When you are young and getting started, say “Yes” to anything. Tim was talking to super-investor Chris Sacca who said, “I’d even show up at meetings where I wasn’t invited.”
But ultimately, so many “inbound” requests come in for your time you have to say “no” to almost all of it.
Tim says: “3 to 4 mornings per week I am in “maker” mode until at least 1pm” — creativity without allowing for ANY interruptions.
– “WISDOM IS ABOUT FOLLOWING YOUR OWN ADVICE”
Sam Harris (a prior guest on my podcast as well) told Tim this.
I strongly believe this. For a few years, I was writing about my “daily practice” that I had used many times when things were at their worst for me.
Then in 2015, two really difficult things happened to me. One financial and one in my relationships.
Right away I said to myself, “OK, let’s see if this still works”.
And every night I would check the boxes: Did I improve 1% today physically, emotionally, mentally, spiritually.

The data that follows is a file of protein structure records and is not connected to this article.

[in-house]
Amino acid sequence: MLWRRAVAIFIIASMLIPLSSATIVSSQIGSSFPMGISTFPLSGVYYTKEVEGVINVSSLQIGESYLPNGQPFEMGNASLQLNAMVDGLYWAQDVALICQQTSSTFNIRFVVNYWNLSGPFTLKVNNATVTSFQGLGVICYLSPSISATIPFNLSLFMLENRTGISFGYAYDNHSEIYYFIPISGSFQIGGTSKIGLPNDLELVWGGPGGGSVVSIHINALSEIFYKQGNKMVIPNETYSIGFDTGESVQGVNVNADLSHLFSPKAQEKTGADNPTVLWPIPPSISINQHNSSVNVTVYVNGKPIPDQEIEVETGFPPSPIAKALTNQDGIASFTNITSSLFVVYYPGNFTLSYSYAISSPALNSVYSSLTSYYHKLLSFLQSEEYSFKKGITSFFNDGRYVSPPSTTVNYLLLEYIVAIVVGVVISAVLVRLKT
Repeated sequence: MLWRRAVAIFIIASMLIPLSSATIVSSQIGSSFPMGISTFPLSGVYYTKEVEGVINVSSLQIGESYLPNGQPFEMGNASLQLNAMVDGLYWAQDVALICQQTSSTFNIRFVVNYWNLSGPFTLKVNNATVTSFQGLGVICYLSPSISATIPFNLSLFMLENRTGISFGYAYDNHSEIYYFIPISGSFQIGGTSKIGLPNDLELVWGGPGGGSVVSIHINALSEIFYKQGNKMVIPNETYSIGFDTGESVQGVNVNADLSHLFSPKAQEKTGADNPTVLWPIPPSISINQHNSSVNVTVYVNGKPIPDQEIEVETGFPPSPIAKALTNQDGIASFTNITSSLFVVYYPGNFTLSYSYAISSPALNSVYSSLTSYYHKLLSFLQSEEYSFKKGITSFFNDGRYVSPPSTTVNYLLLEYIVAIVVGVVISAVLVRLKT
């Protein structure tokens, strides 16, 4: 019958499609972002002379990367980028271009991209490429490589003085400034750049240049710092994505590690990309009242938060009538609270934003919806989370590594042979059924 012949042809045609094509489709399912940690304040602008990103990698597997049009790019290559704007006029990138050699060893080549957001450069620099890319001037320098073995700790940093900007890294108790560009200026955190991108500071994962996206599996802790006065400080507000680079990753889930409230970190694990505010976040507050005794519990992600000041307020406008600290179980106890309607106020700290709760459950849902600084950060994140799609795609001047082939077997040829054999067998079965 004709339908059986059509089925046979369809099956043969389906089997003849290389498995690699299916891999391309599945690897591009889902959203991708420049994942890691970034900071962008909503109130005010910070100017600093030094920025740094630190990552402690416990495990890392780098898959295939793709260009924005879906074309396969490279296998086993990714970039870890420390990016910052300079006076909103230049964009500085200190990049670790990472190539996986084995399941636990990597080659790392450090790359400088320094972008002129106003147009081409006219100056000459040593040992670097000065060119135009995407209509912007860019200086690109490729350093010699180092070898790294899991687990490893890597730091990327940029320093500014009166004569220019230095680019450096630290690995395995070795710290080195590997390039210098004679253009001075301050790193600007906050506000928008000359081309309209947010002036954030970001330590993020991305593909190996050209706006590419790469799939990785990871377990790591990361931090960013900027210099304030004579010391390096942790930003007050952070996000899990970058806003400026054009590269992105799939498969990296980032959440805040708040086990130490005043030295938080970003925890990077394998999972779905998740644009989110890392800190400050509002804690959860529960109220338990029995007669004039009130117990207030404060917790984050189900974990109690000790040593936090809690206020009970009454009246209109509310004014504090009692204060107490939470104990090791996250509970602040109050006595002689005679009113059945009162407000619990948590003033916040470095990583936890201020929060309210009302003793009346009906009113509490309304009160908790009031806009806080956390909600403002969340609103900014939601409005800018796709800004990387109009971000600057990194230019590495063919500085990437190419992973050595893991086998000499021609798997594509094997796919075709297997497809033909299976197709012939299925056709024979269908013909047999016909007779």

Without this, I think I would have died or spun into massive depression both times. I followed my own advice.
If you can’t do this, then no advice will work. Advice is autobiography.
After the podcast was over, Tim and I spoke for awhile. He gave me advice about my podcast. He gave me advice about my next book. He told me some of the things that didn’t make it into the book.
Tim strives to increase his creativity. To experiment with new ideas, new formats, new ways to apply his creativity.
“Try things as an experiment. Always give yourself an out. Then when something works, double down.”
I left his place and it was dark. I had spent the past week doing nothing but reading his book and preparing.
The last thing Tim suggested, “Think about what advice your future self would give you right now.”
I thought about it. I went home. Had dinner. Thought more.
This is what my 60 year old self should say if he could advise me right now:
Care deeply about the work you do today. The future will take care of itself.
Oh and, “Don’t be late.”